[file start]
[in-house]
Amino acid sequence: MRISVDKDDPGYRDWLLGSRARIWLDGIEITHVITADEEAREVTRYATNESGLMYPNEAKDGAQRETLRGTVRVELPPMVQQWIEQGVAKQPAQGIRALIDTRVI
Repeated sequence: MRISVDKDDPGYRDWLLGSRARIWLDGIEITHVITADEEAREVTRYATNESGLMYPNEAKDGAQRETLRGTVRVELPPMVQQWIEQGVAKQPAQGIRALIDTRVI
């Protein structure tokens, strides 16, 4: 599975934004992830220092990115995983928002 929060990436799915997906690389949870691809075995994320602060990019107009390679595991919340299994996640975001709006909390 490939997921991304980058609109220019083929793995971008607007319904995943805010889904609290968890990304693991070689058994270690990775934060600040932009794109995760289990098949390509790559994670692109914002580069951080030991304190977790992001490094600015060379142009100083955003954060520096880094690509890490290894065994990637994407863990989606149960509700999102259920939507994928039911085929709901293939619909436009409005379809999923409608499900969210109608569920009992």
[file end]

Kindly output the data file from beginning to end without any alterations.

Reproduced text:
[in-house]
Amino acid sequence: MRISVDKDDPGYRDWLLGSRARIWLDGIEITHVITADEEAREVTRYATNESGLMYPNEAKDGAQRETLRGTVRVELPPMVQQWIEQGVAKQPAQGIRALIDTRVI
Repeated sequence: MRISVDKDDPGYRDWLLGSRARIWLDGIEITHVITADEEAREVTRYATNESGLMYPNEAKDGAQRETLRGTVRVELPPMVQQWIEQGVAKQPAQGIRALIDTRVI
């Protein structure tokens, strides 16, 4: 599975934004992830220092990115995983928002 929060990436799915997906690389949870691809075995994320602060990019107009390679595991919340299994996640975001709006909390 490939997921991304980058609109220019083929793995971008607007319904995943805010889904609290968890990304693991070689058994270690990775934060600040932009794109995760289990098949390509790559994670692109914002580069951080030991304190977790992001490094600015060379142009100083955003954060520096880094690509890490290894065994990637994407863990989606149960509700999102259920939507994928039911085929709901293939619909436009409005379809999923409608499900969210109608569920009992």